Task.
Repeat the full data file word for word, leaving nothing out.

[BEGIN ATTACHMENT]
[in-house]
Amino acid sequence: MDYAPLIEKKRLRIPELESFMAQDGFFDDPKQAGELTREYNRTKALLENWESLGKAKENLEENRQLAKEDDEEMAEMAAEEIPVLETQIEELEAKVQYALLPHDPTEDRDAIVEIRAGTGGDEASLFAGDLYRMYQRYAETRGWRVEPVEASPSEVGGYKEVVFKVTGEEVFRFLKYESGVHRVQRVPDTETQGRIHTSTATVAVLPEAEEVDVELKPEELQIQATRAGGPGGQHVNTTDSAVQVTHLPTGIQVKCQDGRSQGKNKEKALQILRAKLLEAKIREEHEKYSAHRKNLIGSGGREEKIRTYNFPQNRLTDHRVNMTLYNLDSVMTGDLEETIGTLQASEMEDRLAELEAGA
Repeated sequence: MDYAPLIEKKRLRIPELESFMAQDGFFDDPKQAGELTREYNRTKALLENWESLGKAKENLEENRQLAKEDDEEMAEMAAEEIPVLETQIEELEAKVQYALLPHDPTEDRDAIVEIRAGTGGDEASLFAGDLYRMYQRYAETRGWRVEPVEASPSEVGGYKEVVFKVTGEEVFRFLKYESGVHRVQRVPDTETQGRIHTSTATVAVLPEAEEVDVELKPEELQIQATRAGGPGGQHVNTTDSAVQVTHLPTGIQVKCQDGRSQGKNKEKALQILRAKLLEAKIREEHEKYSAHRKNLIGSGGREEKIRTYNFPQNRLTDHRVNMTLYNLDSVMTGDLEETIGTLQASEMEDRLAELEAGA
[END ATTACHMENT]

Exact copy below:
[in-house]
Amino acid sequence: MDYAPLIEKKRLRIPELESFMAQDGFFDDPKQAGELTREYNRTKALLENWESLGKAKENLEENRQLAKEDDEEMAEMAAEEIPVLETQIEELEAKVQYALLPHDPTEDRDAIVEIRAGTGGDEASLFAGDLYRMYQRYAETRGWRVEPVEASPSEVGGYKEVVFKVTGEEVFRFLKYESGVHRVQRVPDTETQGRIHTSTATVAVLPEAEEVDVELKPEELQIQATRAGGPGGQHVNTTDSAVQVTHLPTGIQVKCQDGRSQGKNKEKALQILRAKLLEAKIREEHEKYSAHRKNLIGSGGREEKIRTYNFPQNRLTDHRVNMTLYNLDSVMTGDLEETIGTLQASEMEDRLAELEAGA
Repeated sequence: MDYAPLIEKKRLRIPELESFMAQDGFFDDPKQAGELTREYNRTKALLENWESLGKAKENLEENRQLAKEDDEEMAEMAAEEIPVLETQIEELEAKVQYALLPHDPTEDRDAIVEIRAGTGGDEASLFAGDLYRMYQRYAETRGWRVEPVEASPSEVGGYKEVVFKVTGEEVFRFLKYESGVHRVQRVPDTETQGRIHTSTATVAVLPEAEEVDVELKPEELQIQATRAGGPGGQHVNTTDSAVQVTHLPTGIQVKCQDGRSQGKNKEKALQILRAKLLEAKIREEHEKYSAHRKNLIGSGGREEKIRTYNFPQNRLTDHRVNMTLYNLDSVMTGDLEETIGTLQASEMEDRLAELEAGA